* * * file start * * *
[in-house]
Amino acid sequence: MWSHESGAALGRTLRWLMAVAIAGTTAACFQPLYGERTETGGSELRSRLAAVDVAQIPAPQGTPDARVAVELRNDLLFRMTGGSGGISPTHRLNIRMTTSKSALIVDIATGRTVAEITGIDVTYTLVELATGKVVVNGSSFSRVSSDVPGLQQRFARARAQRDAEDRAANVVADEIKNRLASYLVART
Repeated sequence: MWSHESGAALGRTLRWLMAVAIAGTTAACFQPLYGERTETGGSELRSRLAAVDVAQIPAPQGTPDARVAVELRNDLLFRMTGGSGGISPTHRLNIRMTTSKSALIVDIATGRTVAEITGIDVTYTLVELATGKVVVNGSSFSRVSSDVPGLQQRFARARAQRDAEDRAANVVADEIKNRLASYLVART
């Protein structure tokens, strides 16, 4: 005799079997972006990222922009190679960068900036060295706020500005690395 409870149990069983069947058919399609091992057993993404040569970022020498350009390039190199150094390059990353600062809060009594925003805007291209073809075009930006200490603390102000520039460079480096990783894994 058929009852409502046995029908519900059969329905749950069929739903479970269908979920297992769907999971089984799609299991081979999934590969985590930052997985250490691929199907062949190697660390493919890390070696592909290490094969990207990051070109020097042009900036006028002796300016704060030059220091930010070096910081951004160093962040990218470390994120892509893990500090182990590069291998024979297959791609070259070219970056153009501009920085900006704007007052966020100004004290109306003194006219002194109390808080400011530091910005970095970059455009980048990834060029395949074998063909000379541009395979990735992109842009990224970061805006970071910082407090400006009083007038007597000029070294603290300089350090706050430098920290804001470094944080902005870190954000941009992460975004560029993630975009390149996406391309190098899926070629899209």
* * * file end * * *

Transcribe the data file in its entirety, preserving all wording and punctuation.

[in-house]
Amino acid sequence: MWSHESGAALGRTLRWLMAVAIAGTTAACFQPLYGERTETGGSELRSRLAAVDVAQIPAPQGTPDARVAVELRNDLLFRMTGGSGGISPTHRLNIRMTTSKSALIVDIATGRTVAEITGIDVTYTLVELATGKVVVNGSSFSRVSSDVPGLQQRFARARAQRDAEDRAANVVADEIKNRLASYLVART
Repeated sequence: MWSHESGAALGRTLRWLMAVAIAGTTAACFQPLYGERTETGGSELRSRLAAVDVAQIPAPQGTPDARVAVELRNDLLFRMTGGSGGISPTHRLNIRMTTSKSALIVDIATGRTVAEITGIDVTYTLVELATGKVVVNGSSFSRVSSDVPGLQQRFARARAQRDAEDRAANVVADEIKNRLASYLVART
């Protein structure tokens, strides 16, 4: 005799079997972006990222922009190679960068900036060295706020500005690395 409870149990069983069947058919399609091992057993993404040569970022020498350009390039190199150094390059990353600062809060009594925003805007291209073809075009930006200490603390102000520039460079480096990783894994 058929009852409502046995029908519900059969329905749950069929739903479970269908979920297992769907999971089984799609299991081979999934590969985590930052997985250490691929199907062949190697660390493919890390070696592909290490094969990207990051070109020097042009900036006028002796300016704060030059220091930010070096910081951004160093962040990218470390994120892509893990500090182990590069291998024979297959791609070259070219970056153009501009920085900006704007007052966020100004004290109306003194006219002194109390808080400011530091910005970095970059455009980048990834060029395949074998063909000379541009395979990735992109842009990224970061805006970071910082407090400006009083007038007597000029070294603290300089350090706050430098920290804001470094944080902005870190954000941009992460975004560029993630975009390149996406391309190098899926070629899209």